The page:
Related: Financial Forecasting (Why You Need It and How to Use It)

4. Identify expenses

Identify all the company's expenses, including overhead costs, employee salaries, and operational costs. Review contracts and established payment terms to find future liabilities and expenses. Doing this can help you understand what the business is spending its money on and where it can make cuts. Consider ways to reduce costs and increase efficiency in the company's operations.

Related: What Are the Different Types of Expenses? (With Examples)

5. Estimate revenue

Estimate the revenue for the upcoming year by analyzing the company's past performance. Look at sales figures, interest income, investments, and other sources of income. Use this information to create a realistic estimate of the company's revenue for the upcoming year. Make sure that the revenue projections exceed the estimated expenses to ensure a strong budget.

6. Subtract projected expenses from estimated revenues

Once you have the projected revenue and expenses for the upcoming year, you can subtract the projected expenses from the estimated revenue. This can give you a clear idea of whether you expect to run a surplus or deficit in the budget. If the revenue exceeds the expenses, you have a surplus. If the expenses exceed the revenue, you have a deficit.

7. Make the necessary adjustments

If the projected expenses exceed the projected revenue, it may be necessary for you to make some adjustments to the budget to keep it balanced. One way to do this is by cutting costs in some areas or increasing revenue in others. Another option is to take out a loan or line of credit to cover the shortfall.

8. Lock the budget, measure progress, and adjust as necessary

Once you have completed the budget, it's important to lock it in place and measure the company's progress against it regularly. Variance analysis can help you identify areas where you're over or under budget. If you find you're consistently over or under budget in certain areas, make the adjustments to the budget to account for this.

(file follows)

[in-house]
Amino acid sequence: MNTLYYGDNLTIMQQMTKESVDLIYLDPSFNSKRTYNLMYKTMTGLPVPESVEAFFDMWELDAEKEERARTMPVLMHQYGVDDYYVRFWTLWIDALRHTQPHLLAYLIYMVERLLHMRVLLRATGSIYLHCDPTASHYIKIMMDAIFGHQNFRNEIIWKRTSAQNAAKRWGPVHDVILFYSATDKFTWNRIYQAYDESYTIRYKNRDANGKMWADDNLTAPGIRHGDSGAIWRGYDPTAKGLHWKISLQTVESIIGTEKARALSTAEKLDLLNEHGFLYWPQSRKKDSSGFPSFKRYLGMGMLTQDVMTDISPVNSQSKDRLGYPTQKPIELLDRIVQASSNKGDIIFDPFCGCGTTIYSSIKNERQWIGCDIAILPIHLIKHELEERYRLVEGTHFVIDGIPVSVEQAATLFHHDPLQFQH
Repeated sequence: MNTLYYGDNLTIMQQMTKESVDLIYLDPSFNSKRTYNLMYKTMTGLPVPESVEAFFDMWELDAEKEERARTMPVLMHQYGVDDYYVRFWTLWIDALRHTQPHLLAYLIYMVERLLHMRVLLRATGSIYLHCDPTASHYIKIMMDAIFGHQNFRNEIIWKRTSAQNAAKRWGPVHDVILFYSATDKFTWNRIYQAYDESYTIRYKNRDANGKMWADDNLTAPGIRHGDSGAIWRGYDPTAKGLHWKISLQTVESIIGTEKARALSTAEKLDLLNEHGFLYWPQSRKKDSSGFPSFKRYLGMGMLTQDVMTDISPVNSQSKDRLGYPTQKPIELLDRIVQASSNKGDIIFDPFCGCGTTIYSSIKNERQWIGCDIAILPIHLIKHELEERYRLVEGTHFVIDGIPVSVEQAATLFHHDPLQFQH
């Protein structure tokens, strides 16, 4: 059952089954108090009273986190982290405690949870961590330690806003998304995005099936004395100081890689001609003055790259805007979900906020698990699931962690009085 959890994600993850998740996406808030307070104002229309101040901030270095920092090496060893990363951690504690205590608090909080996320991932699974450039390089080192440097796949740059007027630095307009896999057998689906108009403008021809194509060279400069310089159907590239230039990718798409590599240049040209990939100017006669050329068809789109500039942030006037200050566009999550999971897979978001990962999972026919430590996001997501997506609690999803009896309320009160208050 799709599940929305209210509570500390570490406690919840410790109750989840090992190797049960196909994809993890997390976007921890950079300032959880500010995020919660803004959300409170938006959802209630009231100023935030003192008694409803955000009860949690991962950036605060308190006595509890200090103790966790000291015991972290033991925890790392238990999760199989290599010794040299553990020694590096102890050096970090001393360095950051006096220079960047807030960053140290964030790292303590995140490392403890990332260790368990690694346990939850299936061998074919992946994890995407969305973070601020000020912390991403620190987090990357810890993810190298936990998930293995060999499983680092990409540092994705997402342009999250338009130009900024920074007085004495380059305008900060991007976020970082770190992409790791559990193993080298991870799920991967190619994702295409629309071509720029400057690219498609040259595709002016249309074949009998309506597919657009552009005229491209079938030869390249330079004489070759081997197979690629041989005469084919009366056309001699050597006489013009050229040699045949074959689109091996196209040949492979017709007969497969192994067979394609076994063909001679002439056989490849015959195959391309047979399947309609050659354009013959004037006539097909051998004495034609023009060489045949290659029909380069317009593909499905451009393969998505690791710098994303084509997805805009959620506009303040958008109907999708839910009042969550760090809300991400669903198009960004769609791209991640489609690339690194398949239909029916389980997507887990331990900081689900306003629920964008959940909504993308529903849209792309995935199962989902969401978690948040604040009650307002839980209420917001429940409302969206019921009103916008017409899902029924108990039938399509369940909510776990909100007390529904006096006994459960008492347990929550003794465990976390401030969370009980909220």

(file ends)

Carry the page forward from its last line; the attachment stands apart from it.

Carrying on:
Related: Tips for Planning a Budget (And How to Create One)

Glossary of terms

Here are four key terms to know when creating and working with balanced budgets:

Revenue

This is the gross income the company generates. Revenues for a government include federal and provincial income and payroll. It also includes sales taxes, property taxes, and excise taxes.

Expense

This includes all the money a company spends to keep things running. For a government, expenses include interest on the debt, federal and provincial income taxes, transportation, education, and infrastructure spending. It also includes military spending and national defence.

Budget deficit

A budget deficit occurs when a government's total expenses exceed its total revenue. This results in the government having to borrow money to cover the shortfall. It can also lead to higher taxes and cuts in government spending.

Budget surplus

A budget surplus occurs when a government's total revenue exceeds its expenses. This leaves the government with extra money to pay down debt, build reserves or return it to taxpayers. It can also lead to lower taxes and increased government spending.

Example of a balanced budget

Here's an example of what a successful budget may look like for a government entity:

Revenue (in billions)

Federal income taxes: $3,500

Business sales taxes: $2,750

Payroll taxes: $2,200

Provincial income taxes: $1,250

Total revenue: $9,800

Expenses (in billions)

Social security: $3,000

Interest on debt: $700

Medical care: $1,200

National defence: $700

Transportation: $250

Education: $500

Total expenses: $6,350

Net revenue (surplus): $3,450

In this example, the budget results in a surplus. The total revenue exceeds the total expenses by $3.45 trillion, so the entity in the example earned more money than it spent during the year. So the government has balanced its budget and borrowed money to cover its shortfall. If the net revenue were negative, meaning total expenses exceed total revenue, then the government faces a budget deficit, which may require them to either raise taxes or cut spending to increase revenue and balance the budget.